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Sometimes you have to think outside the box to appease shareholders.
AUTHOR Stuart Saft, Holland & Knight
Solving difficult problems sometimes requires creative solutions, but can save you money in the long run.
Holland & Knight
Stuart Saft, Partner
A co-op board was being sued by a shareholder over possible mold in the shareholder’s apartment. Unfortunately, the shareholder had a daughter, suffering from a terrible disease, who was forced to use a wheelchair. The board members asked my advice; I suggested that they inspect the apartment for mold. They found mold, but not the dangerous kind. The shareholder’s mold consultant disagreed, and the shareholder pressed the litigation vigorously. I was concerned that, if the shareholder wheeled his ill daughter into the courtroom, the jury would think the illness was related to the mold or, just out of sympathy, would give the shareholder a big award. The litigation was also very expensive. I suggested that the board settle the lawsuit by purchasing the apartment, modernizing it, and then reselling it. After a protracted discussion and negotiations, the board did just that. The lawsuit was settled, the board spent about $40,000 painting the apartment, scraping the floors, and installing new appliances. It sold the apartment and made a $150,000 profit. It was a true win-win.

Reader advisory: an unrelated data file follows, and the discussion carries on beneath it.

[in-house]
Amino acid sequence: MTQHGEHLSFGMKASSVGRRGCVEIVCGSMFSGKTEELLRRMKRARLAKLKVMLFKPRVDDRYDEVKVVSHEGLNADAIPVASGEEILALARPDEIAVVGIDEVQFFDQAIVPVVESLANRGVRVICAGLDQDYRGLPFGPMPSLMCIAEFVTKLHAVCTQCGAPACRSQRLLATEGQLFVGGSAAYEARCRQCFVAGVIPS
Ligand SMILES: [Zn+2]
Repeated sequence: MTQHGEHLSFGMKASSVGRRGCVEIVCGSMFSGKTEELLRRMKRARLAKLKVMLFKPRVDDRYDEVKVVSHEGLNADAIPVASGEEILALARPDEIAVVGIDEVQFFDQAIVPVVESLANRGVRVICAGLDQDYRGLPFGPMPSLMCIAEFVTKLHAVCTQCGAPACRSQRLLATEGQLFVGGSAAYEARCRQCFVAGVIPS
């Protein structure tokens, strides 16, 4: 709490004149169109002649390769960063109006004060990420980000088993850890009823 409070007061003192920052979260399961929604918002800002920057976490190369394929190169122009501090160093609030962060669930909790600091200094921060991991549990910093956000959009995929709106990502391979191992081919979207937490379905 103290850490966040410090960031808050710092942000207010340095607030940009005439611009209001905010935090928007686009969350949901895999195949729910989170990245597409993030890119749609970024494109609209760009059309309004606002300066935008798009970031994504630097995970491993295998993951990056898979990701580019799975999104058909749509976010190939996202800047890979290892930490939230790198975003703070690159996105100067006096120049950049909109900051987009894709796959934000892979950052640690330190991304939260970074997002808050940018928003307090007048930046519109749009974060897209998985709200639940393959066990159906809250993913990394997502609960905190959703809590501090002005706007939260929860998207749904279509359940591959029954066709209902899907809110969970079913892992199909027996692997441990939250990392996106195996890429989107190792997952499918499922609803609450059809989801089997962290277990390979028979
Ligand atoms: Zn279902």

Sometimes you need to have unorthodox but creative solutions to solve difficult problems. Although the board members wanted to litigate to prove that they were right and had done nothing wrong, the likelihood was that the cost of the litigation would be excessively high and the end result unpleasant. Even if the board had been successful in the litigation, it would not have recouped the costs and would still have to deal with an unhappy shareholder. The approach we took eliminated the risks and the costs and resulted in a profit. The only way this could have been averted was for the board to remedy a condition that it was not obligated to remedy.